Do the Obese Really Die Younger or Do Health Expenditures Buy Them Extra Years?
A recent debate in the medical literature has arisen around the mortality effects of obesity. Whereas it has been argued that the obese die younger, the data that have become available do not immediately support this. This potentially undermines the hypothesis that modern life with its physical ease and cheap food would eventually make us die younger, and undermines the notion that economic growth comes with health warnings. We revisit this debate going over the mortality effects of obesity, using the US Health and Retirement Study. Whilst we find that obesity leads to chronic diseases that reduce length of life, we also find that the obese survive strokes and lung disease more often than the non-obese. A possible explanation is that the obese are under greater medical scrutiny, meaning that lung disease is more quickly diagnosed. This result holds when controlling for smoking and the long-term effects of obesity.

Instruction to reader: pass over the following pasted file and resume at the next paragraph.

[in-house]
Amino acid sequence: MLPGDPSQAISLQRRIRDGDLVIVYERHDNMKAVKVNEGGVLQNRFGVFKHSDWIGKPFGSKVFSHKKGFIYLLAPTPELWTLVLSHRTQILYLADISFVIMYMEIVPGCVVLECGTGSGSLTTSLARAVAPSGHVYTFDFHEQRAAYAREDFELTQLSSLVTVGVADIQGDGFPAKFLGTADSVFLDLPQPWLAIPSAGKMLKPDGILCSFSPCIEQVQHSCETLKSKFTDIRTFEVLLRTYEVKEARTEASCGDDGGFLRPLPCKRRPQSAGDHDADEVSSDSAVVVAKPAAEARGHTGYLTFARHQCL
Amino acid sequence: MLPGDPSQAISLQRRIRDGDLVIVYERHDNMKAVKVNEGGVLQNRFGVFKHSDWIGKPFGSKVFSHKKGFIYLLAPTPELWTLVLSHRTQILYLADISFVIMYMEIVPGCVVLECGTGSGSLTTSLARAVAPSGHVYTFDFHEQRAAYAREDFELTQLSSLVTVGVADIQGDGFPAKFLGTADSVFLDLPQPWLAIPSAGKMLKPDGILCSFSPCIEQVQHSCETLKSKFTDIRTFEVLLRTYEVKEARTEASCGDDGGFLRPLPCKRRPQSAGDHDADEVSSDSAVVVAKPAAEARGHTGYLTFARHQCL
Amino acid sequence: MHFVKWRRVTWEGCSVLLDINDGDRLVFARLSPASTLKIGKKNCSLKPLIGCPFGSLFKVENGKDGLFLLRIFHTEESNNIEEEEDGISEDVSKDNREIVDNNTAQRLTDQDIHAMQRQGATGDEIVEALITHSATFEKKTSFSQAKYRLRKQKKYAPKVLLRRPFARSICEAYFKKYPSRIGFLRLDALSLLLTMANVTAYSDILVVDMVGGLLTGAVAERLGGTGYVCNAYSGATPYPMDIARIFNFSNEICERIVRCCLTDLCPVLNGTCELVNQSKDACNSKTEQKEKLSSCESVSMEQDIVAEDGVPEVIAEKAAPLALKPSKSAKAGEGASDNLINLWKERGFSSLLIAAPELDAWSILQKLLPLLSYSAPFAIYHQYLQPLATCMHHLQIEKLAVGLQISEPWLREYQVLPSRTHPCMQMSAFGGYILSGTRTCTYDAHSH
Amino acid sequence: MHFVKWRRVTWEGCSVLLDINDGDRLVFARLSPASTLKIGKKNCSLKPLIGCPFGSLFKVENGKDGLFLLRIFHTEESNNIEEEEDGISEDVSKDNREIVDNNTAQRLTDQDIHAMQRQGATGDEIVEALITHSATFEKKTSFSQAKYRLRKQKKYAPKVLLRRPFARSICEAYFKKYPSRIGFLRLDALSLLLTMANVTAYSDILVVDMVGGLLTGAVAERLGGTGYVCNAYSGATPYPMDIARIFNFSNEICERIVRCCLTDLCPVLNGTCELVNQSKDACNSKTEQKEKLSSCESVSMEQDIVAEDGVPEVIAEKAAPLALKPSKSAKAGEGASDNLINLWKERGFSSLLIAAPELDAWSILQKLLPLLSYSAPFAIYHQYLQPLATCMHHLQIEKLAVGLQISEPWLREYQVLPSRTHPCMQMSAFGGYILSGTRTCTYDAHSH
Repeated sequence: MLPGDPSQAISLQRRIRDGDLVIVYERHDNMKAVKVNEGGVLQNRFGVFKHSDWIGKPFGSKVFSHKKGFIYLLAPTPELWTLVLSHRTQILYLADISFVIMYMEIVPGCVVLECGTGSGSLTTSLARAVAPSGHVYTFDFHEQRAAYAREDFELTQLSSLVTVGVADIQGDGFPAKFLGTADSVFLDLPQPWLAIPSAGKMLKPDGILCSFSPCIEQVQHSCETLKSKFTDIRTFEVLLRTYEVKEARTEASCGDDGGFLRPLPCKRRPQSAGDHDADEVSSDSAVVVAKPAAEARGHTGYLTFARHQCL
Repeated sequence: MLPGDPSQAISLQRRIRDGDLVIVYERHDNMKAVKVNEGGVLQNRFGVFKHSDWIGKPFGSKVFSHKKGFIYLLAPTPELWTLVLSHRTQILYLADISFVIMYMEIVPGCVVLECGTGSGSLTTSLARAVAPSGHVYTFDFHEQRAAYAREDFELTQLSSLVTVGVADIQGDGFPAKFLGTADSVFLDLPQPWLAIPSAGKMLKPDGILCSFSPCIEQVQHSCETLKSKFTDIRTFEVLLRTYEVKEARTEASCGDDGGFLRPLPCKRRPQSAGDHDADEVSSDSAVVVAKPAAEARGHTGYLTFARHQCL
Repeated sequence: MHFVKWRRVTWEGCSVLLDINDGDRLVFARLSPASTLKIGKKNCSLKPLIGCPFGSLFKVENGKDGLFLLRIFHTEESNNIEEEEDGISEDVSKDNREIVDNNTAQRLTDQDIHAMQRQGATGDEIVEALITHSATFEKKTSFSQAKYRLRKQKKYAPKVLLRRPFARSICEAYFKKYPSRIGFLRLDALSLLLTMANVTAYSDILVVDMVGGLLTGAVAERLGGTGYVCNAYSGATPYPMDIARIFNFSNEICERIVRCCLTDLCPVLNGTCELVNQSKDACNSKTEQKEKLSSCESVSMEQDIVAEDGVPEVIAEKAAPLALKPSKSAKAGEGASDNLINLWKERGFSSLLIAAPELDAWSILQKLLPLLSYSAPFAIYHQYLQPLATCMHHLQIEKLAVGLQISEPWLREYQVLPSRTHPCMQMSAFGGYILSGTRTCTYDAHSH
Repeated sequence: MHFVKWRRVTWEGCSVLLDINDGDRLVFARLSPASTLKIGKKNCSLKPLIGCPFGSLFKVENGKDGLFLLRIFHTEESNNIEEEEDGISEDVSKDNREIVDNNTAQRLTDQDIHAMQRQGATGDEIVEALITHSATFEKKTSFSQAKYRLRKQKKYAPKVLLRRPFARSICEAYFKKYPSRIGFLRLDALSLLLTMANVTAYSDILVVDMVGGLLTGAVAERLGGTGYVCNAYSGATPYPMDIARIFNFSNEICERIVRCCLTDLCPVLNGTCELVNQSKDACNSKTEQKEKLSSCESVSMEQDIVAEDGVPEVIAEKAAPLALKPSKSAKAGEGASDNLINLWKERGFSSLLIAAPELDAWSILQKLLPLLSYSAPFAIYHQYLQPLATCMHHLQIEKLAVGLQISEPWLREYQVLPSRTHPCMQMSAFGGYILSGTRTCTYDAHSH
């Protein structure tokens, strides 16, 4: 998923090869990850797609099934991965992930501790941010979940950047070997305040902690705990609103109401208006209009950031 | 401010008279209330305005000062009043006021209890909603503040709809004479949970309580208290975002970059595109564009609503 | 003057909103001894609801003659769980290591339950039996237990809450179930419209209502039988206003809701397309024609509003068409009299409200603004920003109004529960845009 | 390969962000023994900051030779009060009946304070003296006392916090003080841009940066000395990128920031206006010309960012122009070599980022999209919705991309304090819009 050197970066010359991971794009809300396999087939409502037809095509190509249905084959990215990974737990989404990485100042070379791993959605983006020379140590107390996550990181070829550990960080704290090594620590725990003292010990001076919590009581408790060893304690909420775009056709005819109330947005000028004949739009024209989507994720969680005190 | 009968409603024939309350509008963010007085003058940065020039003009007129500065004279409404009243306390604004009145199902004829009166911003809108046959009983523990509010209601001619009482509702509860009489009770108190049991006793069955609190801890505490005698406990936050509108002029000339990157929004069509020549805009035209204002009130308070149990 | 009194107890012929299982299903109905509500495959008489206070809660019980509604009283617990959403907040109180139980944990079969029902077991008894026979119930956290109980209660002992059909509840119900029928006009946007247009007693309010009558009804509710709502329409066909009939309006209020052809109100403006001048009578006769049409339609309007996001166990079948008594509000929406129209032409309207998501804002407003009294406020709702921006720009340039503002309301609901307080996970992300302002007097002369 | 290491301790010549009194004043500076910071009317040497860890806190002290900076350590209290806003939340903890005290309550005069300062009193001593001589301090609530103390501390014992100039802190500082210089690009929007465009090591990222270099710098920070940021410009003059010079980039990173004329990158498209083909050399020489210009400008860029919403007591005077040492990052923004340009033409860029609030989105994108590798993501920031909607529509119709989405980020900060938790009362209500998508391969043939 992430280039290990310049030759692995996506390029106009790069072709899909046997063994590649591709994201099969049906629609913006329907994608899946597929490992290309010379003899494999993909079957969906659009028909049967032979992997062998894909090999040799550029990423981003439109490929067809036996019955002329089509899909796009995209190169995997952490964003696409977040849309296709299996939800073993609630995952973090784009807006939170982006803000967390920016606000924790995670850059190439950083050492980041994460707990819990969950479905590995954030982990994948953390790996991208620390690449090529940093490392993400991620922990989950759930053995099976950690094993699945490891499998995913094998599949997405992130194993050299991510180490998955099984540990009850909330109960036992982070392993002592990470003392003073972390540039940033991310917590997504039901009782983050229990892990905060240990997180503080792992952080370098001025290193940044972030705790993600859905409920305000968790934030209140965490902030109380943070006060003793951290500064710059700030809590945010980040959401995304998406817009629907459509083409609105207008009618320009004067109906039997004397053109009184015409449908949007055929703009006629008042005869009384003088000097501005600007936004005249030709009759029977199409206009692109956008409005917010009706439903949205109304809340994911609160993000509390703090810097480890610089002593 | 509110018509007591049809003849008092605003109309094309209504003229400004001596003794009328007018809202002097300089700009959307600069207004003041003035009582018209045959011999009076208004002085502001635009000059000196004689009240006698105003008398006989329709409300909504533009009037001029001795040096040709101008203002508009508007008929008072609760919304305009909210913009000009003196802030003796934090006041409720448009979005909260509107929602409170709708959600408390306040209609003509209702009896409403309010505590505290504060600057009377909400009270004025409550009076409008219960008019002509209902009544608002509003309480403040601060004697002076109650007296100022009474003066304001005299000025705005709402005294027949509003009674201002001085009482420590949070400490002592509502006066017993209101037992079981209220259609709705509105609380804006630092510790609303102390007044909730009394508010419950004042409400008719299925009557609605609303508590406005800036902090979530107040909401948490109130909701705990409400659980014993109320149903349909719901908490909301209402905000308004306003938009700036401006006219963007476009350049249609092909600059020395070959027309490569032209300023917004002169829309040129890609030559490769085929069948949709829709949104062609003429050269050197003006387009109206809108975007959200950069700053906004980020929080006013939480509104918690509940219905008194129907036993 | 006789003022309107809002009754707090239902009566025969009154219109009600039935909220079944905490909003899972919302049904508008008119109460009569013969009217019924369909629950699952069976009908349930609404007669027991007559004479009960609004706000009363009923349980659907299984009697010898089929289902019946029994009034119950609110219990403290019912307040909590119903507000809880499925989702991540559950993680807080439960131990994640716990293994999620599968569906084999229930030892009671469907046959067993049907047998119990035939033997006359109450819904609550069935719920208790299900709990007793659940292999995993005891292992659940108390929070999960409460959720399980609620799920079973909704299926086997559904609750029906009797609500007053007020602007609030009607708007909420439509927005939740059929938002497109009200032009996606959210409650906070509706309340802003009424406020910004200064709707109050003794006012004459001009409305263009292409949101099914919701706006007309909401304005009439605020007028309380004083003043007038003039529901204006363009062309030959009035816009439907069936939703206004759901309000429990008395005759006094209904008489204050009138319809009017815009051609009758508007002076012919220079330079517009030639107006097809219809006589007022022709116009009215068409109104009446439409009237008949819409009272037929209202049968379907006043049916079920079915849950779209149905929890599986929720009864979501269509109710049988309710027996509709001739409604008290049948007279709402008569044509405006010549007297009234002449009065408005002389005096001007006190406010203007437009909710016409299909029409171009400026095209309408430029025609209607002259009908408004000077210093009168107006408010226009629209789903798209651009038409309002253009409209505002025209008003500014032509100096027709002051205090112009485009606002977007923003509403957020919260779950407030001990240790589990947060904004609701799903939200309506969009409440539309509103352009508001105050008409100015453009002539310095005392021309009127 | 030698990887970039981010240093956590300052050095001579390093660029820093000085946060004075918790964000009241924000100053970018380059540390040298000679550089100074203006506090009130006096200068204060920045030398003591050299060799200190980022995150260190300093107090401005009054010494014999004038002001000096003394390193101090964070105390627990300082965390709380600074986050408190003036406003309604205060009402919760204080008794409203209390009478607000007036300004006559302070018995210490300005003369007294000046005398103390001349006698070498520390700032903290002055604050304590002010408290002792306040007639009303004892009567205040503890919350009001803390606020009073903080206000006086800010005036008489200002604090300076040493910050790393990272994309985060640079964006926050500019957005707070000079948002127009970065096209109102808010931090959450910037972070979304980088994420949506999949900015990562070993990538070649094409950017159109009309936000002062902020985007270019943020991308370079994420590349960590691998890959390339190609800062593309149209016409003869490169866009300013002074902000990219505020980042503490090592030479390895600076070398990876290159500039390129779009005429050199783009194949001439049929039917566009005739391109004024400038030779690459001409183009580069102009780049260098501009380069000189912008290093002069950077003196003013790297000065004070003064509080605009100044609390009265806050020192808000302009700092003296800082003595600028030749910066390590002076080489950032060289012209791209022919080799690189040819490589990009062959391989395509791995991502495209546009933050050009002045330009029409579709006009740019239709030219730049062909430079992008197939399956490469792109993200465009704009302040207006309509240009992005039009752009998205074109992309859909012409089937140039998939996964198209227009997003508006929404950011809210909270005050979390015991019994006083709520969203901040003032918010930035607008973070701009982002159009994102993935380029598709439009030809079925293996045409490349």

|Date of creation:||Apr 2009|
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- Frank A. Sloan & Jan Ostermann & Christopher Conover & Donald H. Taylor, Jr. & Gabriel Picone, 2006. "The Price of Smoking," MIT Press Books, The MIT Press, edition 1, volume 1, number 0262693453.
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